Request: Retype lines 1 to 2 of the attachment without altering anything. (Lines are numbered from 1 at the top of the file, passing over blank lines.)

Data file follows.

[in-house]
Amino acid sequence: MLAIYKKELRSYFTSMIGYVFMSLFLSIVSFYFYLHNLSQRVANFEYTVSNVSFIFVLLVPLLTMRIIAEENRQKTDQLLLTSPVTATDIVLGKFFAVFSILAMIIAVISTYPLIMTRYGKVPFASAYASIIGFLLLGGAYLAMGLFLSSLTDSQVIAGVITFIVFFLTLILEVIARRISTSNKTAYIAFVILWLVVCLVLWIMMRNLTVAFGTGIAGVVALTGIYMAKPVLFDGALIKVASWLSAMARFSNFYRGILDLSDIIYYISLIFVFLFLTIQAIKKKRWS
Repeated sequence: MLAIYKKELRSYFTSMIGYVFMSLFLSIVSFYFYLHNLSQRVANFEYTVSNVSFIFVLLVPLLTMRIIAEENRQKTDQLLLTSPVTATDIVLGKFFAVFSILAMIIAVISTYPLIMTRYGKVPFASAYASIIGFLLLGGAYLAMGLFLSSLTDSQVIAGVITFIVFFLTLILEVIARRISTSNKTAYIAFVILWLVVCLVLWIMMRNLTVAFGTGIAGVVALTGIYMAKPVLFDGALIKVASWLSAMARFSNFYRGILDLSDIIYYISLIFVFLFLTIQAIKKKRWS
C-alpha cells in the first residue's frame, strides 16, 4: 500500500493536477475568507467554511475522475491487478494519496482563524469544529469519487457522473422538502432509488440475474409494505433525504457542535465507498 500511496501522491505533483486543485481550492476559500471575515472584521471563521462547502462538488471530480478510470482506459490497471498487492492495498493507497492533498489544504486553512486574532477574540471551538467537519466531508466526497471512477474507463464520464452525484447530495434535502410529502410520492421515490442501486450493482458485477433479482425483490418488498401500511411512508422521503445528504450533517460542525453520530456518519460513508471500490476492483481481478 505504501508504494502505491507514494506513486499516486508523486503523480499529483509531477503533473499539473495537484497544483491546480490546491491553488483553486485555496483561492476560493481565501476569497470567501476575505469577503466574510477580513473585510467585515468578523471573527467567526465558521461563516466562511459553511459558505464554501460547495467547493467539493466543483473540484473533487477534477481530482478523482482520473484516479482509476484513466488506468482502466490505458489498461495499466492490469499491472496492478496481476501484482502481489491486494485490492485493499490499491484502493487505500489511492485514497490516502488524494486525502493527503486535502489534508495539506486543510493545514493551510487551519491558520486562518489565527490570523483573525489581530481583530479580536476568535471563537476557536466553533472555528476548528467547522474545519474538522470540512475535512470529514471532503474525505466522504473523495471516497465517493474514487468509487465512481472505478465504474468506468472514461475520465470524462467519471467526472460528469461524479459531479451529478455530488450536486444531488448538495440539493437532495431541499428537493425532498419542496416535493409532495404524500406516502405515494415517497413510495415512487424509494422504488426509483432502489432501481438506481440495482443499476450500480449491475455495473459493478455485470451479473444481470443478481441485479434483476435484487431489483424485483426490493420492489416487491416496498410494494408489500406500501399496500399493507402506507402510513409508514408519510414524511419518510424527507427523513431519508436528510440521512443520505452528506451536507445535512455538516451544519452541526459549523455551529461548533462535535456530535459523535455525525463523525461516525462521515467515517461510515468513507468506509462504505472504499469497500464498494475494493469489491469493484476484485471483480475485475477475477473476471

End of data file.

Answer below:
[in-house]
Amino acid sequence: MLAIYKKELRSYFTSMIGYVFMSLFLSIVSFYFYLHNLSQRVANFEYTVSNVSFIFVLLVPLLTMRIIAEENRQKTDQLLLTSPVTATDIVLGKFFAVFSILAMIIAVISTYPLIMTRYGKVPFASAYASIIGFLLLGGAYLAMGLFLSSLTDSQVIAGVITFIVFFLTLILEVIARRISTSNKTAYIAFVILWLVVCLVLWIMMRNLTVAFGTGIAGVVALTGIYMAKPVLFDGALIKVASWLSAMARFSNFYRGILDLSDIIYYISLIFVFLFLTIQAIKKKRWS